Pinjarra caravan park postponed for Aboriginal consultation

A proposed Pinjarra caravan park development bordering the Pinjarra Massacre site has been deferred for advice from the Aboriginal community. 

Land owners Jetstar Enterprises have applied to the Murray Shire Council for approval of short stay and permanent accommodation, consisting of 181 park home sites, 63 cabin sites, 76 camping sites and 40 caravan sites.

The land at Lot 460 South Western Highway abuts the southern boundary of the recognised Pinjarra Massacre heritage listed site, about two kilometres from the Pinjarra Town centre.

The 1834 Pinjarra battle led by Governor James Stirling killed dozens of Noongar people.

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Project planner acting on behalf of Jetstar Enterprises, Henry Dykstra, said the company commissioned a report that was drafted by Aboriginal heritage consultants, which is required for a heritage-listed land application.  

These consultants met with the Pinjarra Aboriginal community. 

Mr Dykstra said the report, given to the South West Land and Sea Council and the Aboriginal Affairs Minister Ben Wyatt, was approved.

It’s not appropriate to build a caravan park right next to a cemetery – a place of memories.

Binjareb elder Harry Nannup

“It’s quite a large report and there are aspects that are confidential,” he said. 

“The report finds whether there will be disturbance from this development and if it is going to affect Aboriginal heritage, and makes a recommendation.

“The minister had said it can proceed.”

At the October 25 Shire of Murray council meeting, Shire president David Bolt said he could not make an informed decision given councillors had not seen a copy of the report.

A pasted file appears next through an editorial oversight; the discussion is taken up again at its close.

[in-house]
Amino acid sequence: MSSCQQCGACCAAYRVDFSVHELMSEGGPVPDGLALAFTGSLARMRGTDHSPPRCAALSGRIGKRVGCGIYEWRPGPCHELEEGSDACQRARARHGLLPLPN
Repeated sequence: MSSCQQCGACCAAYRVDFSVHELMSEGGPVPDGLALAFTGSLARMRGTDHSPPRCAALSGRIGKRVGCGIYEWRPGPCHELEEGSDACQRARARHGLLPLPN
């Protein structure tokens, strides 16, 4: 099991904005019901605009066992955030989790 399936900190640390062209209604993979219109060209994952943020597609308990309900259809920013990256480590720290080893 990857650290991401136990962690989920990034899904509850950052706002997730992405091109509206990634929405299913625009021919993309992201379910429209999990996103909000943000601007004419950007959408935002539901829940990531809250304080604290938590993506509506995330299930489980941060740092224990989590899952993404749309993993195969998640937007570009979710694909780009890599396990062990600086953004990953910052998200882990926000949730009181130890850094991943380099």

In the end though, the area will be developed.

Karrie-Anne Kearing

“We noticed you have heritage approval but I didn’t see a report in the application,” he said. 

“I don’t feel comfortable approving this without seeing the conditions given the area is of cultural significance.”

Binjareb elder Harry Nannup said he was involved in the consultation process and was not supportive of the development. 

“I am still not happy with it,” he said.

“It’s not appropriate to build a caravan park right next to a cemetery – a place of memories.

“There are a lot of other spots they could pick, surely.”

Karrie-Anne Kearing, who was also part of the consultation process, said the Noongar community sees the whole river as the massacre site. 

“In the end though, the area will be developed,” she said.

“There was always going to be some people who agree and some who don’t. 

“We approved it under the condition that there would be a memorial, or something similar, to acknowledge the massacre and for the employment opportunities it could offer our people.”

The Shire officers also stated concerns for visual and environmental impact. 

Council voted to defer the application until the next council meeting on November 22, to gain advice from the Environmental Protection Authority and to see the Aboriginal Heritage report.

Aboriginal Affairs Minister Ben Wyatt was contacted for comment.